"How would you like," says Caroline Lucas to passers-by, fat green rosette on her lapel, "to vote for social justice and the environment, and be part of history as well?" (She means by electing her as the Member for Brighton Pavilion, and thus Britain's first Green MP.)
When The Independent accompanied her on canvassing at the weekend, a substantial number of the people she approached in North Laine, heart of bohemian Brighton, said they would – or would at least think about it.
Most succinct was decorator Paul Potts, 49: "I'll be voting for you because I believe in the future." Others were more considered. Market research manager Britt Ashton, 32, pushing her young son in his pram, said: "I'm an ex-politics student so I'll do my research, but I've voted Green in the past and I may do again. Gordon Brown's light touch on the economy got us into this mess and I don't know that the Tories would do any better."
Acupuncturist Tim Ings, 31, said: "The environment is the most important issue and I'm totally disillusioned with all the other parties." Teacher Jacquie Punter said: "I vote Green in the local elections, and if I think I can do so safely without letting the Conservatives in, I will, but otherwise I'll vote Labour."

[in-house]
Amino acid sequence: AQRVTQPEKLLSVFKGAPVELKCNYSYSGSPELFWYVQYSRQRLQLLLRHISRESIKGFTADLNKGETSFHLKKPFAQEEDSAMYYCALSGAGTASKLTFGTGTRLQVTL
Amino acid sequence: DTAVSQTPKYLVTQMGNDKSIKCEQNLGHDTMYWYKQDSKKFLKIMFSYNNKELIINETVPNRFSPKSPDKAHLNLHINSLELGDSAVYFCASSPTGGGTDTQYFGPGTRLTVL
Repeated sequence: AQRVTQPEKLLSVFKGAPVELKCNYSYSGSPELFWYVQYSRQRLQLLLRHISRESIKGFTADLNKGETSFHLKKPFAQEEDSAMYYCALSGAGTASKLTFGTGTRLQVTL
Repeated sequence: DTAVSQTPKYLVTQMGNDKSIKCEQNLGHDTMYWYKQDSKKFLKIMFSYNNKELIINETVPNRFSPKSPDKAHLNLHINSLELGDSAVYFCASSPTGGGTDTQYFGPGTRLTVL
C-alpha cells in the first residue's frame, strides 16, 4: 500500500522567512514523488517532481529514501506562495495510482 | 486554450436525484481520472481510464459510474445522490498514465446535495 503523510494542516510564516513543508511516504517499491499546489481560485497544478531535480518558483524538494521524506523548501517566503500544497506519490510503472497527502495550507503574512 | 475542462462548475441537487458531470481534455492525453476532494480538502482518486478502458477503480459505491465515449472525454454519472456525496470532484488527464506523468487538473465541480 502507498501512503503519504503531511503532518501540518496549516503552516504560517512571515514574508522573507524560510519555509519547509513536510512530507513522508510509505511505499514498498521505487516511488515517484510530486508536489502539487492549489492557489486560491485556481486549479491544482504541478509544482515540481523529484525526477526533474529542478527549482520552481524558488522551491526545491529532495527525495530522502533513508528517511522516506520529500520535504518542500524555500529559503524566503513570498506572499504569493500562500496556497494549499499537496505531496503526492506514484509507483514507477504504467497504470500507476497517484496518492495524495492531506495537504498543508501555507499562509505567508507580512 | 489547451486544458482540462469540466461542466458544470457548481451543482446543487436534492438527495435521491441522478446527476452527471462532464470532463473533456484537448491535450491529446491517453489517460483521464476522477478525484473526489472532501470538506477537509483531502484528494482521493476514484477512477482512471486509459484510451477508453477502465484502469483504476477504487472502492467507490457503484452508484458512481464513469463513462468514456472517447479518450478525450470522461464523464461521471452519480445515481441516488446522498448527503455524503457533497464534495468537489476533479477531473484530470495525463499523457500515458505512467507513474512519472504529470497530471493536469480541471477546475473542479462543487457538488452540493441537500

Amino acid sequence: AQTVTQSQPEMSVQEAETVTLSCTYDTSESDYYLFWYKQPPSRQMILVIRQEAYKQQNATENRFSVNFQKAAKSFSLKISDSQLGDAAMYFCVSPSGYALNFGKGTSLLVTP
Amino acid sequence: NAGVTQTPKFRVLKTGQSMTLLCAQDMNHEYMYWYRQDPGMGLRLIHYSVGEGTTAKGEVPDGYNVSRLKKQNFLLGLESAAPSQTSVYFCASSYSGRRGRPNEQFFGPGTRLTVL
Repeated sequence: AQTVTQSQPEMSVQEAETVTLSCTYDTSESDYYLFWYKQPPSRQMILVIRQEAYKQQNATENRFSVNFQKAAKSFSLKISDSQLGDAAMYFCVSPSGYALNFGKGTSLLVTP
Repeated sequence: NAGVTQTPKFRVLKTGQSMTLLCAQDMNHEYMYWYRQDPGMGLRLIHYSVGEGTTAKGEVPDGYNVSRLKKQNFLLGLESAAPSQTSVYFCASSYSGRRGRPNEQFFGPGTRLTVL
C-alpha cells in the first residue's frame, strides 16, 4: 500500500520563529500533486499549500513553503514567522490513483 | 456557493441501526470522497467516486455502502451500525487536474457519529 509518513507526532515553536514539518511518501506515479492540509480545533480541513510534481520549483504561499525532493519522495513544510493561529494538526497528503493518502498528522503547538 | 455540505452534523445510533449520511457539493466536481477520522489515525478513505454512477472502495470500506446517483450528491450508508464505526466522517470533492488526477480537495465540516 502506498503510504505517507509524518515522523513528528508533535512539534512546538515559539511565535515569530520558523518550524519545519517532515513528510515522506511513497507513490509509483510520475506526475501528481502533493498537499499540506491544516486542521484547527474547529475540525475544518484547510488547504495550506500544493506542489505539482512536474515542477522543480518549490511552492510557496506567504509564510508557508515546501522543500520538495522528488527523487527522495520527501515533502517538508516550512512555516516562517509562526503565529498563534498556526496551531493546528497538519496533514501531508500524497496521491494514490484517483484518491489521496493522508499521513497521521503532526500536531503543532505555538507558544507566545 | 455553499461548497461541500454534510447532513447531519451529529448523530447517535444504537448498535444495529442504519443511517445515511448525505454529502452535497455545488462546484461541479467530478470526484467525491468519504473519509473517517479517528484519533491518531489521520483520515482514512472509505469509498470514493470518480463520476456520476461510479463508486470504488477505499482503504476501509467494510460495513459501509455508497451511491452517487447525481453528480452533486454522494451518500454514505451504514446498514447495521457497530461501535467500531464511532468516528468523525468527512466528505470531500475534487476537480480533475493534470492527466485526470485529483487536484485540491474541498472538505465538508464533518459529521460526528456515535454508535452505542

These are not unexpected responses in North Laine, where the tattoo parlours and candle shops exemplify "alternative" Brighton – Britain's most radical city, with its raffish, agit-prop lifestyle. This is fertile ground for the Greens, and with her new slogan – "Fair Is Worth Fighting For" – Ms Lucas is making inroads.
But North Laine is only one part of the constituency, and where Pavilion borders the Sussex countryside, two big wards are solidly Tory. It is here that the real fight will take place, with the former banker Charlotte Vere generating substantial noise for the Conservatives. Yet the Greens take hope from the poll which shows a lot of voters will switch if it means the Tory bandwagon can be stopped.